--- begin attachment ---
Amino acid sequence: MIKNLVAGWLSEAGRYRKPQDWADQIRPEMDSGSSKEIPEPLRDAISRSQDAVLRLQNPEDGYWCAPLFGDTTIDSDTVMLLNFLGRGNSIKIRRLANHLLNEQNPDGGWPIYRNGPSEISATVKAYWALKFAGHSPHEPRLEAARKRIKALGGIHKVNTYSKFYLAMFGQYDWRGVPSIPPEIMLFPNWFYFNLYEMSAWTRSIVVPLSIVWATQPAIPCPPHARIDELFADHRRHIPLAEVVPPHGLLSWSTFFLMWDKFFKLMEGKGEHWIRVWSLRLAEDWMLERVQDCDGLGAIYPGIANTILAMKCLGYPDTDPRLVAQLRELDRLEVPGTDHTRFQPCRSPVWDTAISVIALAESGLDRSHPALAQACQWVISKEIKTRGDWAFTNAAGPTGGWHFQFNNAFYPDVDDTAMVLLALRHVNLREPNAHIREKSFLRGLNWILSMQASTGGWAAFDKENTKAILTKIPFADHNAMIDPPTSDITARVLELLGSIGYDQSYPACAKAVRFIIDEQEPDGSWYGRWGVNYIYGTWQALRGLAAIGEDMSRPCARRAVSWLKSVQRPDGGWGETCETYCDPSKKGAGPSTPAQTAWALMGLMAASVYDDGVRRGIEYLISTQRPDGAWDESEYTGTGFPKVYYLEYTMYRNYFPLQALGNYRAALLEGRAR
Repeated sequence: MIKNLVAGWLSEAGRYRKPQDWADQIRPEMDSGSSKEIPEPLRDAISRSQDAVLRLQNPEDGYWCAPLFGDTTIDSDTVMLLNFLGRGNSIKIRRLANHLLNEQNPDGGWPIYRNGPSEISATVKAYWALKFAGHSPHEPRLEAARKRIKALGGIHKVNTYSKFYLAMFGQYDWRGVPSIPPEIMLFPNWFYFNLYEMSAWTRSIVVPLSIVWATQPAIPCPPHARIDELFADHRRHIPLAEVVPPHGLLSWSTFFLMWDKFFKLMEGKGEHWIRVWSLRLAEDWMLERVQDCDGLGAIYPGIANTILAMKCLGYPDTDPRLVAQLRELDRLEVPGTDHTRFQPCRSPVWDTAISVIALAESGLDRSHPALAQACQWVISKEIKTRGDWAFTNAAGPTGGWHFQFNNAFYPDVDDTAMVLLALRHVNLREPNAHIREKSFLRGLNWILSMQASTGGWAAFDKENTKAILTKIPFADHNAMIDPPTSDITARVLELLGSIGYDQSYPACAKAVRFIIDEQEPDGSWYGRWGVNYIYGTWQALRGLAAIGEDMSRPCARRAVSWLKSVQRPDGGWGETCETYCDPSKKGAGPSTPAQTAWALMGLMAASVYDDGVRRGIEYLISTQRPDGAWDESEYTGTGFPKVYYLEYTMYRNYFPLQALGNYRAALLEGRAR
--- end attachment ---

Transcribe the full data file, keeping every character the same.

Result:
Amino acid sequence: MIKNLVAGWLSEAGRYRKPQDWADQIRPEMDSGSSKEIPEPLRDAISRSQDAVLRLQNPEDGYWCAPLFGDTTIDSDTVMLLNFLGRGNSIKIRRLANHLLNEQNPDGGWPIYRNGPSEISATVKAYWALKFAGHSPHEPRLEAARKRIKALGGIHKVNTYSKFYLAMFGQYDWRGVPSIPPEIMLFPNWFYFNLYEMSAWTRSIVVPLSIVWATQPAIPCPPHARIDELFADHRRHIPLAEVVPPHGLLSWSTFFLMWDKFFKLMEGKGEHWIRVWSLRLAEDWMLERVQDCDGLGAIYPGIANTILAMKCLGYPDTDPRLVAQLRELDRLEVPGTDHTRFQPCRSPVWDTAISVIALAESGLDRSHPALAQACQWVISKEIKTRGDWAFTNAAGPTGGWHFQFNNAFYPDVDDTAMVLLALRHVNLREPNAHIREKSFLRGLNWILSMQASTGGWAAFDKENTKAILTKIPFADHNAMIDPPTSDITARVLELLGSIGYDQSYPACAKAVRFIIDEQEPDGSWYGRWGVNYIYGTWQALRGLAAIGEDMSRPCARRAVSWLKSVQRPDGGWGETCETYCDPSKKGAGPSTPAQTAWALMGLMAASVYDDGVRRGIEYLISTQRPDGAWDESEYTGTGFPKVYYLEYTMYRNYFPLQALGNYRAALLEGRAR
Repeated sequence: MIKNLVAGWLSEAGRYRKPQDWADQIRPEMDSGSSKEIPEPLRDAISRSQDAVLRLQNPEDGYWCAPLFGDTTIDSDTVMLLNFLGRGNSIKIRRLANHLLNEQNPDGGWPIYRNGPSEISATVKAYWALKFAGHSPHEPRLEAARKRIKALGGIHKVNTYSKFYLAMFGQYDWRGVPSIPPEIMLFPNWFYFNLYEMSAWTRSIVVPLSIVWATQPAIPCPPHARIDELFADHRRHIPLAEVVPPHGLLSWSTFFLMWDKFFKLMEGKGEHWIRVWSLRLAEDWMLERVQDCDGLGAIYPGIANTILAMKCLGYPDTDPRLVAQLRELDRLEVPGTDHTRFQPCRSPVWDTAISVIALAESGLDRSHPALAQACQWVISKEIKTRGDWAFTNAAGPTGGWHFQFNNAFYPDVDDTAMVLLALRHVNLREPNAHIREKSFLRGLNWILSMQASTGGWAAFDKENTKAILTKIPFADHNAMIDPPTSDITARVLELLGSIGYDQSYPACAKAVRFIIDEQEPDGSWYGRWGVNYIYGTWQALRGLAAIGEDMSRPCARRAVSWLKSVQRPDGGWGETCETYCDPSKKGAGPSTPAQTAWALMGLMAASVYDDGVRRGIEYLISTQRPDGAWDESEYTGTGFPKVYYLEYTMYRNYFPLQALGNYRAALLEGRAR